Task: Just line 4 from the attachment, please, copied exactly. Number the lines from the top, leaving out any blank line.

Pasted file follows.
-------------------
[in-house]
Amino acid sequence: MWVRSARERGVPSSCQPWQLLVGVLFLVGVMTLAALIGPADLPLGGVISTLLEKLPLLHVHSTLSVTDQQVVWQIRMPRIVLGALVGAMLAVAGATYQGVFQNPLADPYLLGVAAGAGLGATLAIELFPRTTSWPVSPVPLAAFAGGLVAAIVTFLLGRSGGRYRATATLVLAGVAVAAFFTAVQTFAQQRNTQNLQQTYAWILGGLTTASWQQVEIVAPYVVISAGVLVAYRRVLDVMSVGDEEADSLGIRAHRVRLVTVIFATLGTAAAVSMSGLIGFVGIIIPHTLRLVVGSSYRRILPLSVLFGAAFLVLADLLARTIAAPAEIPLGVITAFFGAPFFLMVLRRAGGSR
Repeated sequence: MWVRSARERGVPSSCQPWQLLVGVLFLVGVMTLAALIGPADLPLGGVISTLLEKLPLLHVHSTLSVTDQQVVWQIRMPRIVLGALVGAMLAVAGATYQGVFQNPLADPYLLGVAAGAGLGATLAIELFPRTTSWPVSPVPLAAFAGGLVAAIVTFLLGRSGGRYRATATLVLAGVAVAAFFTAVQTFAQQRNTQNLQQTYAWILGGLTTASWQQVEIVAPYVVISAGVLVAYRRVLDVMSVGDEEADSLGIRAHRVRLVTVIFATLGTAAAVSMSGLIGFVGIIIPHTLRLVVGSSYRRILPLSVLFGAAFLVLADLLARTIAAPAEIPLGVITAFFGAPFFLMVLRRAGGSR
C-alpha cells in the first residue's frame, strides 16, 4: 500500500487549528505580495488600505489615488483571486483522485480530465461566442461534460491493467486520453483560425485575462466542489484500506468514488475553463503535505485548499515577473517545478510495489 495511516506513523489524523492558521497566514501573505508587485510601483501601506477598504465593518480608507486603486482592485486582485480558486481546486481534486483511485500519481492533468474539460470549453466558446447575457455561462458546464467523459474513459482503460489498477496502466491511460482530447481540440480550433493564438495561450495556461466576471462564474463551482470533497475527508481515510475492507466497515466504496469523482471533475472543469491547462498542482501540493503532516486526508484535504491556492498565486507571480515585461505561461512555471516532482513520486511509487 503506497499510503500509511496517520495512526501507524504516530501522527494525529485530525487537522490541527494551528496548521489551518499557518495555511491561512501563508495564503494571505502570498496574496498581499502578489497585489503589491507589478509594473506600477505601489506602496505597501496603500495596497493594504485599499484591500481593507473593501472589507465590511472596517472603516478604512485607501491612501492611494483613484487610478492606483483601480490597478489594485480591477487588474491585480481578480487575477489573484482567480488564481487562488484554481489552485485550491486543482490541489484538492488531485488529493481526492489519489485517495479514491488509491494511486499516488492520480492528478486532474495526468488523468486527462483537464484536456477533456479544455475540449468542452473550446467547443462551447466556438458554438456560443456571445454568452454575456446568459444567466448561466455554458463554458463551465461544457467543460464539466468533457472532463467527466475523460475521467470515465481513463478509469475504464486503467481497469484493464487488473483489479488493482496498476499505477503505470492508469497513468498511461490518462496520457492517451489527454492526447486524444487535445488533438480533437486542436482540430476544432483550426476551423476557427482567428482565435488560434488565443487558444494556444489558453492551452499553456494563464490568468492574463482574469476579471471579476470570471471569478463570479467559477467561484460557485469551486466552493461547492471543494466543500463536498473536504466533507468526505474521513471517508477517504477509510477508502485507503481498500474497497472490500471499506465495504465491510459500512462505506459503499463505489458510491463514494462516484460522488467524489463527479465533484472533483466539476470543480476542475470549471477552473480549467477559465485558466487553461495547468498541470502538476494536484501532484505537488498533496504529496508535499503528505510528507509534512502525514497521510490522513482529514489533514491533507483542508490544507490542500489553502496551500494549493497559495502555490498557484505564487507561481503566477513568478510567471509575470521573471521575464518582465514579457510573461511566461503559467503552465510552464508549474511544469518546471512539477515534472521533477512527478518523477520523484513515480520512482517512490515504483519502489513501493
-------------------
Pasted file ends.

C-alpha cells in the first residue's frame, strides 16, 4: 500500500487549528505580495488600505489615488483571486483522485480530465461566442461534460491493467486520453483560425485575462466542489484500506468514488475553463503535505485548499515577473517545478510495489 495511516506513523489524523492558521497566514501573505508587485510601483501601506477598504465593518480608507486603486482592485486582485480558486481546486481534486483511485500519481492533468474539460470549453466558446447575457455561462458546464467523459474513459482503460489498477496502466491511460482530447481540440480550433493564438495561450495556461466576471462564474463551482470533497475527508481515510475492507466497515466504496469523482471533475472543469491547462498542482501540493503532516486526508484535504491556492498565486507571480515585461505561461512555471516532482513520486511509487 503506497499510503500509511496517520495512526501507524504516530501522527494525529485530525487537522490541527494551528496548521489551518499557518495555511491561512501563508495564503494571505502570498496574496498581499502578489497585489503589491507589478509594473506600477505601489506602496505597501496603500495596497493594504485599499484591500481593507473593501472589507465590511472596517472603516478604512485607501491612501492611494483613484487610478492606483483601480490597478489594485480591477487588474491585480481578480487575477489573484482567480488564481487562488484554481489552485485550491486543482490541489484538492488531485488529493481526492489519489485517495479514491488509491494511486499516488492520480492528478486532474495526468488523468486527462483537464484536456477533456479544455475540449468542452473550446467547443462551447466556438458554438456560443456571445454568452454575456446568459444567466448561466455554458463554458463551465461544457467543460464539466468533457472532463467527466475523460475521467470515465481513463478509469475504464486503467481497469484493464487488473483489479488493482496498476499505477503505470492508469497513468498511461490518462496520457492517451489527454492526447486524444487535445488533438480533437486542436482540430476544432483550426476551423476557427482567428482565435488560434488565443487558444494556444489558453492551452499553456494563464490568468492574463482574469476579471471579476470570471471569478463570479467559477467561484460557485469551486466552493461547492471543494466543500463536498473536504466533507468526505474521513471517508477517504477509510477508502485507503481498500474497497472490500471499506465495504465491510459500512462505506459503499463505489458510491463514494462516484460522488467524489463527479465533484472533483466539476470543480476542475470549471477552473480549467477559465485558466487553461495547468498541470502538476494536484501532484505537488498533496504529496508535499503528505510528507509534512502525514497521510490522513482529514489533514491533507483542508490544507490542500489553502496551500494549493497559495502555490498557484505564487507561481503566477513568478510567471509575470521573471521575464518582465514579457510573461511566461503559467503552465510552464508549474511544469518546471512539477515534472521533477512527478518523477520523484513515480520512482517512490515504483519502489513501493